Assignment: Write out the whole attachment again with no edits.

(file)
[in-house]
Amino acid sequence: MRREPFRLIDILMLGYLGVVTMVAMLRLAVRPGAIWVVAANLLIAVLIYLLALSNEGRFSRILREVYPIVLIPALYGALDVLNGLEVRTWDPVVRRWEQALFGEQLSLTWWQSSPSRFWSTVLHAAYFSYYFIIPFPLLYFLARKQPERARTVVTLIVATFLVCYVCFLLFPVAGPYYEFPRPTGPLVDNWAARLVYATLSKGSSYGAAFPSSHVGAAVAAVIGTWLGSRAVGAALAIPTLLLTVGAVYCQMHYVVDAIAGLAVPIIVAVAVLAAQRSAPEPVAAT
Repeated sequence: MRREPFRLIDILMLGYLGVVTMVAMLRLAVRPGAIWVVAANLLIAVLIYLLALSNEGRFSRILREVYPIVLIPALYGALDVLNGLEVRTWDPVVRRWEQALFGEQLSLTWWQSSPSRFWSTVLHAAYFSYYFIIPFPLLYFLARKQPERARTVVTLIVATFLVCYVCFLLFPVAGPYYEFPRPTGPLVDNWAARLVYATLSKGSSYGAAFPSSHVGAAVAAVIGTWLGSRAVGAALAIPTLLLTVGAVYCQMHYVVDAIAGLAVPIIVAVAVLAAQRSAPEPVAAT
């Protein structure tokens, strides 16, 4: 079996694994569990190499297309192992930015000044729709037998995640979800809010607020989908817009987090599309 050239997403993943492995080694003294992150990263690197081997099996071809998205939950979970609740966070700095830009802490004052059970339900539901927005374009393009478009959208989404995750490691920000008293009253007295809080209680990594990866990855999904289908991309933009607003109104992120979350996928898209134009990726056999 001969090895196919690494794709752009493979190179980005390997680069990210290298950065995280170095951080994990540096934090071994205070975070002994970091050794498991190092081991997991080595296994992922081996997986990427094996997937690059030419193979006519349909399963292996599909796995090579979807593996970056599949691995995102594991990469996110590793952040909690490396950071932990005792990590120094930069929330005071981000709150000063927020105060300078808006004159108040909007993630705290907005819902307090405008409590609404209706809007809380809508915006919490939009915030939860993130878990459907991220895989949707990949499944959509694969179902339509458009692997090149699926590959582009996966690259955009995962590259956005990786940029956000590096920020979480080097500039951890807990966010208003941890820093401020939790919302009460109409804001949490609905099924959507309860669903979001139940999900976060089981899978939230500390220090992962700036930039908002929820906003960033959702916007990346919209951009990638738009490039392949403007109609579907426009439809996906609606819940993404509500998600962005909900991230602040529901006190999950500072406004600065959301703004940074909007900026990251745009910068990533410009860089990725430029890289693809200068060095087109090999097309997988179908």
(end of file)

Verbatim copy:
[in-house]
Amino acid sequence: MRREPFRLIDILMLGYLGVVTMVAMLRLAVRPGAIWVVAANLLIAVLIYLLALSNEGRFSRILREVYPIVLIPALYGALDVLNGLEVRTWDPVVRRWEQALFGEQLSLTWWQSSPSRFWSTVLHAAYFSYYFIIPFPLLYFLARKQPERARTVVTLIVATFLVCYVCFLLFPVAGPYYEFPRPTGPLVDNWAARLVYATLSKGSSYGAAFPSSHVGAAVAAVIGTWLGSRAVGAALAIPTLLLTVGAVYCQMHYVVDAIAGLAVPIIVAVAVLAAQRSAPEPVAAT
Repeated sequence: MRREPFRLIDILMLGYLGVVTMVAMLRLAVRPGAIWVVAANLLIAVLIYLLALSNEGRFSRILREVYPIVLIPALYGALDVLNGLEVRTWDPVVRRWEQALFGEQLSLTWWQSSPSRFWSTVLHAAYFSYYFIIPFPLLYFLARKQPERARTVVTLIVATFLVCYVCFLLFPVAGPYYEFPRPTGPLVDNWAARLVYATLSKGSSYGAAFPSSHVGAAVAAVIGTWLGSRAVGAALAIPTLLLTVGAVYCQMHYVVDAIAGLAVPIIVAVAVLAAQRSAPEPVAAT
């Protein structure tokens, strides 16, 4: 079996694994569990190499297309192992930015000044729709037998995640979800809010607020989908817009987090599309 050239997403993943492995080694003294992150990263690197081997099996071809998205939950979970609740966070700095830009802490004052059970339900539901927005374009393009478009959208989404995750490691920000008293009253007295809080209680990594990866990855999904289908991309933009607003109104992120979350996928898209134009990726056999 001969090895196919690494794709752009493979190179980005390997680069990210290298950065995280170095951080994990540096934090071994205070975070002994970091050794498991190092081991997991080595296994992922081996997986990427094996997937690059030419193979006519349909399963292996599909796995090579979807593996970056599949691995995102594991990469996110590793952040909690490396950071932990005792990590120094930069929330005071981000709150000063927020105060300078808006004159108040909007993630705290907005819902307090405008409590609404209706809007809380809508915006919490939009915030939860993130878990459907991220895989949707990949499944959509694969179902339509458009692997090149699926590959582009996966690259955009995962590259956005990786940029956000590096920020979480080097500039951890807990966010208003941890820093401020939790919302009460109409804001949490609905099924959507309860669903979001139940999900976060089981899978939230500390220090992962700036930039908002929820906003960033959702916007990346919209951009990638738009490039392949403007109609579907426009439809996906609606819940993404509500998600962005909900991230602040529901006190999950500072406004600065959301703004940074909007900026990251745009910068990533410009860089990725430029890289693809200068060095087109090999097309997988179908």